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Life & Philosophy Productivity & Work

Underseen, often overlooked

Height, skin color, your shoes — People are always trying to prejudge each other’s possibilities in the context of their surroundings.

But the old adage rings true: Never judge a book by its cover.

The good news for the last pick in the draft is that there’s only upside.

For one, underdog status builds up a voltage of motivation.

Psychologically, the forgotten ones are already drafting their own blueprints. With a chip on their shoulder, they already have material to hone: to prove the doubters wrong.

Never question the invisibility cloak of work ethic, practice, and skill.

The star that emerges is rarely the one that we’re all expecting.

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Arts Creativity

The Olivetti Valentine typewriter

An icon of 1960s pop-art design, the Olivetti Valentine typewriter was designed by Italian architect Ettore Sottsass and British designer Perry Ellis for the Italian company, Olivetti.

Sottsass covered the typewriter in red “so as not to remind anyone of monotonous working hours.” Its iconic red color was a precursor to the iMac, a machine that also differentiated itself from other computer products by offering a panoply of vibrant colors.

The late great music icon David Bowie was known to have one of the Olivetti Valentine typewriters in his own private collection.

The typewriter debuted on 14 February 1969, hence the name ‘Valentine’ and also existed in a neutral gray color as seen below.

The Olivetti Valentine typewriter
Photo: Twitter/dean_frey
The Olivetti Valentine typewriter
via twitter
Categories
Life & Philosophy Nature

What are we missing here?

We either open up possibilities for inquiry or close them.

The open-minded tend to include those around them.

The shallow-minded prefer to isolate others as a means to an end. Such subjectivity halts the evolution of ideas.

“Our view of the world is truly shaped by what we decide to hear.”

William James
Image via Deaf Hearing and Communication Center

Attitude predetermines whether we discover facts and establish truth.

We put our minds in the world, shaped by the rhythm of nuance and complexity and weave it into a geometry of thought.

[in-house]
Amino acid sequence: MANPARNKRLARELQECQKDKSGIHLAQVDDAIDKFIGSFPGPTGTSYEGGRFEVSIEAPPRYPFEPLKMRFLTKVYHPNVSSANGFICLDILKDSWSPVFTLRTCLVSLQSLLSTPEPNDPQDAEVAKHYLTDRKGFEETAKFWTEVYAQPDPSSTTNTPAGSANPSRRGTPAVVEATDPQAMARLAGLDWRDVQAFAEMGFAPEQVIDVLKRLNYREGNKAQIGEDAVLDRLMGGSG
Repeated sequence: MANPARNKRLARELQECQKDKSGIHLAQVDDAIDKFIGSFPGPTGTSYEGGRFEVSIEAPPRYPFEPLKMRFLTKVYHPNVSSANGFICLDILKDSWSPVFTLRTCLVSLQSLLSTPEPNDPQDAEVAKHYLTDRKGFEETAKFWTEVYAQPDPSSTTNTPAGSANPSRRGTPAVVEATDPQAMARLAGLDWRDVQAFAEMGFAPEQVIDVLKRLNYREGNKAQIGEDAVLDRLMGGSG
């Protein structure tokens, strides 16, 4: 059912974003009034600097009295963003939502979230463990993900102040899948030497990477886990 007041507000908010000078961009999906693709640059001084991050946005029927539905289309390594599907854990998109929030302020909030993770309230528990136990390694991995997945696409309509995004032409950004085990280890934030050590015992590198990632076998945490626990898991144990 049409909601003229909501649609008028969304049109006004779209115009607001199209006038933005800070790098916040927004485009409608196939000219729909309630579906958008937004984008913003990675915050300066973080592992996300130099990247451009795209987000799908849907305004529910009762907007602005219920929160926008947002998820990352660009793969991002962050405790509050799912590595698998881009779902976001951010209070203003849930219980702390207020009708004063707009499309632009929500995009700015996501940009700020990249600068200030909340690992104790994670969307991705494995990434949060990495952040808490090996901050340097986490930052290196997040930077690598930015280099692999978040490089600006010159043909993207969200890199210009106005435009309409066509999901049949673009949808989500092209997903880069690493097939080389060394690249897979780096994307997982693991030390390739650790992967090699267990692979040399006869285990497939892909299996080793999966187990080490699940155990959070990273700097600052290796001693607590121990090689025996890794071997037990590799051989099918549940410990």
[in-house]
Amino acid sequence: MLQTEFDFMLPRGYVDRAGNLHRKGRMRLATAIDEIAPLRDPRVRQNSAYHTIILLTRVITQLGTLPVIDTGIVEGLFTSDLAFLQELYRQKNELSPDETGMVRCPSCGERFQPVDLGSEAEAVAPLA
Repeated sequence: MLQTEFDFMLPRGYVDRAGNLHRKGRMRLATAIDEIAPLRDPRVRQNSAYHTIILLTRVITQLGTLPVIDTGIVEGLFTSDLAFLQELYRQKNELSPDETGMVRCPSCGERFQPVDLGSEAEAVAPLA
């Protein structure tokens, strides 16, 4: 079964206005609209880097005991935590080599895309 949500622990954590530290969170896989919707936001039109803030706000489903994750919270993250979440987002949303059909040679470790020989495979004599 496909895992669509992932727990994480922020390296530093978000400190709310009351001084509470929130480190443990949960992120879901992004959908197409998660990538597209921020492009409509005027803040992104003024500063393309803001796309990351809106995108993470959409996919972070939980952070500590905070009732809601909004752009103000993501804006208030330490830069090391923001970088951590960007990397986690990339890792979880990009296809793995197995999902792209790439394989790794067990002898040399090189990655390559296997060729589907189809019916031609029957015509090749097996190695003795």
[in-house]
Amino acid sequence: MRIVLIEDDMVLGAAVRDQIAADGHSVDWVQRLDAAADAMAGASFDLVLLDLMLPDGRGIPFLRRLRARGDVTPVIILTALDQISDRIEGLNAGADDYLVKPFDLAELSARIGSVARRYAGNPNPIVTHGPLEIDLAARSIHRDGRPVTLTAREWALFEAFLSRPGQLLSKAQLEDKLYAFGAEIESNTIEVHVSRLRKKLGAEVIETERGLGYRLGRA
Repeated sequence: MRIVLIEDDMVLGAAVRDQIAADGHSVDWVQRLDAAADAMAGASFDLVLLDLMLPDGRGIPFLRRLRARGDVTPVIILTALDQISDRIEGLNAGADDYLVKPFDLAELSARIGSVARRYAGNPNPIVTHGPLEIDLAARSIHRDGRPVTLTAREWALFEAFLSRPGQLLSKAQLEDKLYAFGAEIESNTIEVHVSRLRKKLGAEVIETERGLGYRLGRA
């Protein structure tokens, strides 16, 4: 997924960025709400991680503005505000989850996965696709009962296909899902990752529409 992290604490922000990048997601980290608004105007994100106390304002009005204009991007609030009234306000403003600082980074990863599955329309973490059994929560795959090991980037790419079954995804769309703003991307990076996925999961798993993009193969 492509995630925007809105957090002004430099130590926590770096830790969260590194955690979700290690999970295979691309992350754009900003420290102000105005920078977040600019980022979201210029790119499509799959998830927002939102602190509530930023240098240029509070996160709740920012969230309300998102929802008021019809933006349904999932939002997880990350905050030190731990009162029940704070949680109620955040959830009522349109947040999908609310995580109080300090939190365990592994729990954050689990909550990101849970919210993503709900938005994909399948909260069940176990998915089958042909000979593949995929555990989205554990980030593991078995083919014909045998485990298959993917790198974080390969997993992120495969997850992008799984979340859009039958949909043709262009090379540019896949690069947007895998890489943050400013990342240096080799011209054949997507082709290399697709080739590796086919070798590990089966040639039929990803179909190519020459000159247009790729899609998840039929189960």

We never know for sure when the old world passes away and a new one begins.

All that’s certain are the infinitude of blind spots.

Categories
Writing

Notebooks are ‘a forgotten account with accumulated interest’

Listening seeds ideas. Overheard dialogue, especially misheard words, are auditory stimulants for the imagination. Said Joan Didion in her essay “On Keeping a Notebook:”

“See enough and write it down, I tell myself, and then some morning when the world seems drained of wonder, some day when I am only going through the motions of doing what I am supposed to do… on that bankrupt morning I will simply open my notebook and there it will all be, a forgotten account with accumulated interest, paid passage back to the world out there…”

From the dull to the senseless, an ambient awareness latches on to snippets of interestingness in any conversation. The journal archives and then whispers for a second look. Simply rereading our notes gives them a new form, turning the slightest quip into a saintly significance.

All writing is thinking.

“I don’t know what I think until I try to write it down.”

Joan Didion
Categories
Arts Creativity Productivity & Work Writing

Write to be misunderstood?

The write to be understood trope is itself, misunderstood.

Don’t be too specific. Keep it vague enough to goad a broader curiosity.

The details ruin everything, especially if they’re explained by a loudmouth. Revelations squash the guts of great imagination.

The best approach therefore is one that’s provocative yet tactful. Stay determined to keep the reader entertained while also giving them something to chew on.

Keep the reader guessing.

The writer is still trying to figure it out themselves.

Categories
Arts Creativity Quotes

Why simplicity is the ultimate sophistication

“Simplicity is the ultimate sophistication,” wrote Leonardo Da Vinci. He would paint over work that didn’t meet up with his expectations. Not surprisingly, Steve Jobs adopted da Vinci’s maxim in designing Apple computers.

Simplicity is the reduction of complexity. It unclutters the multiplicity of crayons and fence-sitting gray space in the middle and replaces objects with mere black and white.

Simplicity comes from revision

Simplicity retains the essence and deletes the rest. Take a look at the sequence of Picasso’s drawing of a bull. He pairs down the bull from full detail down to its fundamental shape.

The simplicity of design directly relates to the clarity of design — retained and kept implicit is the main thing which gets featured in the work.

'Simplicity is the ultimate sophistication'

Only when we remove the excess can we appreciate the beauty of simplicity. What results only appears natural because all the explaining was wiped our during reduction.

The experts know what to ignore.

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